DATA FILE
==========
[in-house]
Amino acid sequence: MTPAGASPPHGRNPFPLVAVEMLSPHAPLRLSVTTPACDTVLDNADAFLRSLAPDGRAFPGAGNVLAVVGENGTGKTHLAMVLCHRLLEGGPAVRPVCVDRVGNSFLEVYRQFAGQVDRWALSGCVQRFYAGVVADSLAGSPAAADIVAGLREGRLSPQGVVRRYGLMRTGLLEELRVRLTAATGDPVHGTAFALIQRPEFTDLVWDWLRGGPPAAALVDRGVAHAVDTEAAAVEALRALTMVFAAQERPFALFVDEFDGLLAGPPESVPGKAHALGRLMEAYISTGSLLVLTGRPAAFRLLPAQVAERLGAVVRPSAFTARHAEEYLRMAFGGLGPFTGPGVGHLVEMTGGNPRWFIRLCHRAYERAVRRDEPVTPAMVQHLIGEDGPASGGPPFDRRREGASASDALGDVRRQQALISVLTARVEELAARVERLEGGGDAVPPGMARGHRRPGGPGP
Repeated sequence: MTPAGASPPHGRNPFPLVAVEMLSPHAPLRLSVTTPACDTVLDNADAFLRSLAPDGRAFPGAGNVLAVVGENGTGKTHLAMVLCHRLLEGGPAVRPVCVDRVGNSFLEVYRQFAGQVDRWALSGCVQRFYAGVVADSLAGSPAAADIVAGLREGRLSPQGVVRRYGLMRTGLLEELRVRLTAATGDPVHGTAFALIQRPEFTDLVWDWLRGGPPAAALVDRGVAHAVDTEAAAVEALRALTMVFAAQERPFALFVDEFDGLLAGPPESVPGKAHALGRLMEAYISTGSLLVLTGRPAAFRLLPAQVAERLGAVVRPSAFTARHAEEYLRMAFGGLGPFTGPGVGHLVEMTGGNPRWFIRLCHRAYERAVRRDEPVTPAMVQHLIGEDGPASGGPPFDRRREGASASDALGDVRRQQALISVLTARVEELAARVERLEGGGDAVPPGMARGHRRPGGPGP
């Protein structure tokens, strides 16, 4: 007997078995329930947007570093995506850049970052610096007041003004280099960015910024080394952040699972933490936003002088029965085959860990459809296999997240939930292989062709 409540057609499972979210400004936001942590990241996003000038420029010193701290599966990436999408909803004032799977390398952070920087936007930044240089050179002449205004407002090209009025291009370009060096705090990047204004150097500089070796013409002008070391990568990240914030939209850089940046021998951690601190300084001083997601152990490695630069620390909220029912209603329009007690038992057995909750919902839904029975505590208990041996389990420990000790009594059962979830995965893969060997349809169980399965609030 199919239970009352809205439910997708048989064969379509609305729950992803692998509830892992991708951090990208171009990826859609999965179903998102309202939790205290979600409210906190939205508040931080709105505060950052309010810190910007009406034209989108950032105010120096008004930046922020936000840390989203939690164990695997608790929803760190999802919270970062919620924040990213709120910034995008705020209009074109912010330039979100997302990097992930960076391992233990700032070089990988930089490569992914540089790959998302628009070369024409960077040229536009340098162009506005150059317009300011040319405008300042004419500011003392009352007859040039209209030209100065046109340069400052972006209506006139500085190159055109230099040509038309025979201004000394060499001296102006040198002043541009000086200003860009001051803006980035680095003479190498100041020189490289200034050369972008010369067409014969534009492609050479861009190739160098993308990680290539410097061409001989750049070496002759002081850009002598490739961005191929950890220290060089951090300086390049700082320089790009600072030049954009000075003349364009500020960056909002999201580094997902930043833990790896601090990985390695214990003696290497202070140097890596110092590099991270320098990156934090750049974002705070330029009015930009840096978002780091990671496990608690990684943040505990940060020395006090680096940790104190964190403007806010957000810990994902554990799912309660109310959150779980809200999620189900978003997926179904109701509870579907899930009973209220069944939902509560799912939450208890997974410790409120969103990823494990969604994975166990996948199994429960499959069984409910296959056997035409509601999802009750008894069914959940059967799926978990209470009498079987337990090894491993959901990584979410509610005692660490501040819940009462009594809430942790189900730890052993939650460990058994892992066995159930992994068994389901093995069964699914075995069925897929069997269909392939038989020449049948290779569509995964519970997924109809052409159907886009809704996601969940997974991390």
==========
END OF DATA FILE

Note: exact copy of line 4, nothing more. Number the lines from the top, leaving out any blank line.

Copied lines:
């Protein structure tokens, strides 16, 4: 007997078995329930947007570093995506850049970052610096007041003004280099960015910024080394952040699972933490936003002088029965085959860990459809296999997240939930292989062709 409540057609499972979210400004936001942590990241996003000038420029010193701290599966990436999408909803004032799977390398952070920087936007930044240089050179002449205004407002090209009025291009370009060096705090990047204004150097500089070796013409002008070391990568990240914030939209850089940046021998951690601190300084001083997601152990490695630069620390909220029912209603329009007690038992057995909750919902839904029975505590208990041996389990420990000790009594059962979830995965893969060997349809169980399965609030 199919239970009352809205439910997708048989064969379509609305729950992803692998509830892992991708951090990208171009990826859609999965179903998102309202939790205290979600409210906190939205508040931080709105505060950052309010810190910007009406034209989108950032105010120096008004930046922020936000840390989203939690164990695997608790929803760190999802919270970062919620924040990213709120910034995008705020209009074109912010330039979100997302990097992930960076391992233990700032070089990988930089490569992914540089790959998302628009070369024409960077040229536009340098162009506005150059317009300011040319405008300042004419500011003392009352007859040039209209030209100065046109340069400052972006209506006139500085190159055109230099040509038309025979201004000394060499001296102006040198002043541009000086200003860009001051803006980035680095003479190498100041020189490289200034050369972008010369067409014969534009492609050479861009190739160098993308990680290539410097061409001989750049070496002759002081850009002598490739961005191929950890220290060089951090300086390049700082320089790009600072030049954009000075003349364009500020960056909002999201580094997902930043833990790896601090990985390695214990003696290497202070140097890596110092590099991270320098990156934090750049974002705070330029009015930009840096978002780091990671496990608690990684943040505990940060020395006090680096940790104190964190403007806010957000810990994902554990799912309660109310959150779980809200999620189900978003997926179904109701509870579907899930009973209220069944939902509560799912939450208890997974410790409120969103990823494990969604994975166990996948199994429960499959069984409910296959056997035409509601999802009750008894069914959940059967799926978990209470009498079987337990090894491993959901990584979410509610005692660490501040819940009462009594809430942790189900730890052993939650460990058994892992066995159930992994068994389901093995069964699914075995069925897929069997269909392939038989020449049948290779569509995964519970997924109809052409159907886009809704996601969940997974991390």